Biodiesel for Oakville

What spurred this bit of research was an article about recycling waste cooking oil into biodiesel in Scotland.

Liz's original questions were:
Are there any municipalities with bio-diesel plants that are collecting waste cooking
oil from homes and restaurants and turning it into fuel? Is it an efficient process? Affordable?
Relatively clean? What happens to this kind of waste in Halton? Would it be feasible for our municipality
to set up?

This is a work in progress and will likely get updated frequently as the research progresses.

What is biodiesel?

Biodiesel is the name given to a diesel engine compatible fuel which can be produced from vegetable oil. The most common biodiesel is methy ester, which is produced by reacting vegetable oil with methanol in the presense of a catalyst. While the processing is more difficult to control one can also produce ethyl esters by substituting ethanol for the methanol in the process. The process is called transesterfaction and was rediscovered in Austria and South Africa in the early 1980 after being invented almost 100 years earlier. This process has the advantage that it can easily be scaled from batches in the kitchen sink to large scale factories.

What are the raw materials needed for biodiesel

The basic raw material needed is vegetable oil. Most biodiesel today is made from first use canola oil. Canola has an impressive yield of 1190 litres/hectare but it isn't the highest yield vegetable oil crop suitable for biodiesel. Today that title is held by palm oil at 5950 litres/hectare. Between 1976 and 1998 the NREL in US researched the potential for algae as a biodiesel feedstock. They calculated that algae ponds could yield an impressive 34000 litres/hectare.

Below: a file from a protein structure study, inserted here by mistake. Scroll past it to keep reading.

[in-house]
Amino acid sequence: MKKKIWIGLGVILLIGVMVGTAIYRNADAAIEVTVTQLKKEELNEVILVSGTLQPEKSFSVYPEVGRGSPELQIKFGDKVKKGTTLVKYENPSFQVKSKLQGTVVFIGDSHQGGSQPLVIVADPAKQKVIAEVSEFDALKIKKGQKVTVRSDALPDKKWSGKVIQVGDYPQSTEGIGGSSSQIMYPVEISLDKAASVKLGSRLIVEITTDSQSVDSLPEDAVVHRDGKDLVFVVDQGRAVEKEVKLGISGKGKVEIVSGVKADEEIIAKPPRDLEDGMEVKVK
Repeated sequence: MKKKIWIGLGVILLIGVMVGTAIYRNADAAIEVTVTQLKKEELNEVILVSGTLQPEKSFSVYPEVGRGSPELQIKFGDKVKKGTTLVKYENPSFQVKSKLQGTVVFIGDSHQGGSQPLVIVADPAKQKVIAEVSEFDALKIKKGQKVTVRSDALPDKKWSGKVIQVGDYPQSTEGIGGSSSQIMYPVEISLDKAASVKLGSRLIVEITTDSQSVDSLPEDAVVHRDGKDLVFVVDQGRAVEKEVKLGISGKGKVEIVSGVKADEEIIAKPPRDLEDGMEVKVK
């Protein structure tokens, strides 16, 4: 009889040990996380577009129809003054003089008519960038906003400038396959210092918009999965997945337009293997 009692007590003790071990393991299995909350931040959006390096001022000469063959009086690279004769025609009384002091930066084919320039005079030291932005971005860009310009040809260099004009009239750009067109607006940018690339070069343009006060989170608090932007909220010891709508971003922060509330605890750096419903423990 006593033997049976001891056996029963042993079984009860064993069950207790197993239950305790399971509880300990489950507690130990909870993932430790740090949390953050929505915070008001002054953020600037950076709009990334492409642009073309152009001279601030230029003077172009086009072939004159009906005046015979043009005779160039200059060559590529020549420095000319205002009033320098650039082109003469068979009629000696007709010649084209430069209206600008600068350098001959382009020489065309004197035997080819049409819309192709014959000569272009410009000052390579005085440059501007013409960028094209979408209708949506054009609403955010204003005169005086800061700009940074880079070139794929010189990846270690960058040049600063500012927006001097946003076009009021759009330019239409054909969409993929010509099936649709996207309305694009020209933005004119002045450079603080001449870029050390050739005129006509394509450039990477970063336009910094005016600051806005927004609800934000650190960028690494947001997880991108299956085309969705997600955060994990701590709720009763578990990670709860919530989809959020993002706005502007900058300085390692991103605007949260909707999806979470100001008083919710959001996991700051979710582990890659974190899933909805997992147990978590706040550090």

In addition to vegetable oil most biodiesel processes use between 200-400ml of methanol for each litre of vegetable oil. Most methanol today is made from non renewable natural gas, but it can be made from biomass such as wood. The most common catalyst is lye (NaOH). The catalyst usage is around 4ml per litre of vegetable oil.

What are the environmental issues with biodiesel?

Biodiesel itself is remarkably benign. It is about as biodegradable as sugar and about ten times less toxic than table salt. Studies have shown that a biodiesel spill into the environment would totally biodegrade in a matter of a few weeks.

Having said this biodiesel is rarely used unblended today. One reason is that biodiesel can easily be blended in any ratio with petrodiesel. The city of Brampton uses B5 (5% biodiesel, 95% petrodiesel) as their winter blend and B20 (20% biodiesel) as their summer blend. The toxicity of a biodiesel blend would be dominated by the toxicity of the petrodiesel component of that blend.

While biodiesel typically only has 90% of the energy of petrodiesel it does produce significantly less toxic pollutants when burned in an engine.

The manufacturing of biodiesel produces significant quantities of glycerin as a byproduct. Glycerin is used for such things as soaps and cosmetics, but the current biodiesel market has flooded this glycerin market to a saturation point. It is possible to convert glycerin into useful products like windshield washer fluid. One company in the Netherlands is piloting a process to convert glycerin to methanol: a feedstock in the biodiesel process.

Can waste cooking oil get recycled into biodiesel?

The short answer is yes, lots of people are doing this today. It is estimated that if 50% of the waste cooking oil in the US could be recovered and converted into biodiesel one could meet 2% of the transportation fuel needs in the US. However, in a smaller nich market like Oakville and Oakville Transit that percentage could be higher.

San Francisco has recently embarked on a city wide waste oil collection/recycling program. One of their motivations is the potential reduction in the $3.5M tab to clean out clogged sewer pipes when that waste is improperly disposed of.

It would seem that Brampton has recently instituted a similar program.

Is biodiesel economic?

This is a tricky question because most biodiesel today exists because it is subsidized. Ontario has an attractive subsidy program and the city of Brampton has determined that biodiesel makes sense economically for them in B5 to B20 range.

A very active group in North Carolina has been producing biodiesel from waste vegetable oil for a number of years now. They make a profit selling their fuel to members at $3/gallon.

What about doing this in Oakville?

Oakville transit used 2.4 million litres of diesel fuel in 2006. At a B20 ratio this would require almost 0.5 million litres of biodiesel to be available.


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